When Extremism Becomes Terrorism : Nothing can justify the outrage that occurred in Pensacola


Not even the most vehement advocates of a woman’s right to end a pregnancy claim that the decision is an easy one. On the contrary, it is deeply personal and often painful; and thoughtful opponents of that right understand this. The issue of abortion is complex; there are strong and sincere feelings on all sides, and many people--men as well as women--have profoundly ambiguous emotions about it.

Of course, partisans at the extremes of the abortion debate claim to have no such ambivalence. It has been argued that extremism in defense of either side may be no vice, but only so long as the public display of such polar convictions remains within proper bounds.

Increasingly, some anti-abortion extremists--representing primarily their own personal, implacable volatility--go too far. The courts have recognized this by requiring protesters camping outside abortion clinics to keep their physical distance and allow clinic staff and patients the freedom of movement and the freedom to exercise their rights under the landmark Roe vs. Wade decision. But isn’t it regrettable that it had to take court intervention to compel anti-abortion protesters to permit those who disagree with them to exercise their rights?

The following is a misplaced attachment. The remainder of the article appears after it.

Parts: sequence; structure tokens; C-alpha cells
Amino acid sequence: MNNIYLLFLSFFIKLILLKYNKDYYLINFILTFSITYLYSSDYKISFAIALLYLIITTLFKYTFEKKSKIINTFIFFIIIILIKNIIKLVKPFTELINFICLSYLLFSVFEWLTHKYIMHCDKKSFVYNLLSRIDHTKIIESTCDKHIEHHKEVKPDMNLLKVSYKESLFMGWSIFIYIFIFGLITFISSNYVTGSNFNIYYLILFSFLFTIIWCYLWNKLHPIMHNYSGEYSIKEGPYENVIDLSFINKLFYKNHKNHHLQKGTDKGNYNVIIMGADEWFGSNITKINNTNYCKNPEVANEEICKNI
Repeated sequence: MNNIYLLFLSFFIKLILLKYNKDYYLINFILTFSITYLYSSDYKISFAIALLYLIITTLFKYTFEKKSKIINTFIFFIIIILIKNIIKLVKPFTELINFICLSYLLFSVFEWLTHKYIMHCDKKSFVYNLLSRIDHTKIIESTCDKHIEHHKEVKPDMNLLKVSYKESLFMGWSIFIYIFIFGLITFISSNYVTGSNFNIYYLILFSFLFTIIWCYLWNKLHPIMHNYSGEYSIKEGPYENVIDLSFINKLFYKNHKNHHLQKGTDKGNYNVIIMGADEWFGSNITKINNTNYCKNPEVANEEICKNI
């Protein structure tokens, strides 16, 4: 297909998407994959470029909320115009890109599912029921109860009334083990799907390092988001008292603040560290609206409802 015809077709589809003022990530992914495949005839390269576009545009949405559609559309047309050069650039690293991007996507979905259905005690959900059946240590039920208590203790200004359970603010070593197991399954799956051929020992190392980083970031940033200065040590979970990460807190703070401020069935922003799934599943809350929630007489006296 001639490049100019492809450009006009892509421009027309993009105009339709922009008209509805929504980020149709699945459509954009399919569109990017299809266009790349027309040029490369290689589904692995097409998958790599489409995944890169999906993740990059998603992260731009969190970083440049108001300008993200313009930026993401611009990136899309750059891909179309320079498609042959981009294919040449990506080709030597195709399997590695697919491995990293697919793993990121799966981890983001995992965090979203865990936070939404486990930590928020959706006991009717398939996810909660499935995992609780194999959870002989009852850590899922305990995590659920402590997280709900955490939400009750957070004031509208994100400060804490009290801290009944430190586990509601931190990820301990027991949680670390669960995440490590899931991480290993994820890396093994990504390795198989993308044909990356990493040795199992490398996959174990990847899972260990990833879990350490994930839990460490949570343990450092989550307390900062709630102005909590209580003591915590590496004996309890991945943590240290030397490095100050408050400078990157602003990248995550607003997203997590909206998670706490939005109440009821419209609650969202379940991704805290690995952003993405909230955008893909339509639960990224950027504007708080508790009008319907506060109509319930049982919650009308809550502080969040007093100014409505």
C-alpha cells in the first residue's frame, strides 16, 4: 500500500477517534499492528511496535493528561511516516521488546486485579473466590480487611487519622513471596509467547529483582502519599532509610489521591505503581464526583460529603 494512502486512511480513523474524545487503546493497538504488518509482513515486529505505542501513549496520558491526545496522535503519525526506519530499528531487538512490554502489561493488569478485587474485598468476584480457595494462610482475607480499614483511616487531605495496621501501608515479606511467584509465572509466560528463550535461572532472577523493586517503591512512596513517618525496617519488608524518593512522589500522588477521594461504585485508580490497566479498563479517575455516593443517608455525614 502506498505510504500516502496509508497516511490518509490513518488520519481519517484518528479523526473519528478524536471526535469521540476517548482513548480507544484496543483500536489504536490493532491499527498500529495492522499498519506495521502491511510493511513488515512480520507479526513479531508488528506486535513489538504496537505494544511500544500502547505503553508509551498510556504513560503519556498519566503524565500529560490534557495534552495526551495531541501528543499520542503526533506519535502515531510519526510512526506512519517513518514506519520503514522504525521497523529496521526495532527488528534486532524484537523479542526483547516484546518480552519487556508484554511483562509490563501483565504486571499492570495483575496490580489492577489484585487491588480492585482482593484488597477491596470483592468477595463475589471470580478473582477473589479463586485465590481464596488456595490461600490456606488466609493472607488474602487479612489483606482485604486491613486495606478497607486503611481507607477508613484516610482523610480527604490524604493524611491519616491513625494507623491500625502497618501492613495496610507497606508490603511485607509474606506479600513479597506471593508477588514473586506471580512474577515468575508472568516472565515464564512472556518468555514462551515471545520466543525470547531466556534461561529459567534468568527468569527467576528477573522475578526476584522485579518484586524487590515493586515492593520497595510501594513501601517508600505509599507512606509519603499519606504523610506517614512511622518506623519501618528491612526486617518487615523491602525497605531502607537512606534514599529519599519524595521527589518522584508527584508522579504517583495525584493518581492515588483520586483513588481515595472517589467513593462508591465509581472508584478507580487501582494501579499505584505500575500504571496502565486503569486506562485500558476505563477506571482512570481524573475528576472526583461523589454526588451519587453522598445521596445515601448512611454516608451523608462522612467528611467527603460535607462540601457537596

To state it again: The vast majority of anti-abortion Americans do not support the extremists. And they certainly do not support the rabid, out-of-control anti-abortionists who shot and killed a doctor and an abortion clinic volunteer in Pensacola, Fla., on Friday.

This is not the first such political assassination by anti-abortion lunatics, of course. It was the nation’s third shooting at an abortion clinic since March, 1993, when a doctor at another Pensacola abortion clinic was also shot and killed by an extremist.

It is extremely paradoxical that those who oppose abortions on the ground that the procedure amounts, in effect, to the taking of a life would then take a life to register their opposition. And it is extremely corrosive of the respectable, serious-minded, morally based anti-abortion argument (often best articulated by those responsible religious leaders who argue their position out of the basic logic of the tenets of long-established religious belief) to have the anti-abortion message blurred if not marred by murderers.

But such is the perfervidly poisonous atmosphere of anti-abortion extremists that medical personnel who are willing to perform these procedures now have to wonder whether they are taking their lives in their hands by agreeing to serve such patients. Indeed, in the shooting Friday, the slain doctor entered the women’s clinic not only with a volunteer escort, who was also killed by shotgun blasts, but was wearing a bulletproof vest.

Many Americans who support a woman’s right to choose--in effect the Roe vs. Wade view--also take the position that both sides need to respect one another’s position, argue their views with responsibility and civility and remove the issue from the political arena, where it is inherently susceptible to politicization. This is obviously the direction America must go.

With the deaths of two more Americans at the hands of anti-abortion terrorists, the need to cool the rhetoric, respect thy neighbor and depoliticize the debate becomes all the more urgent.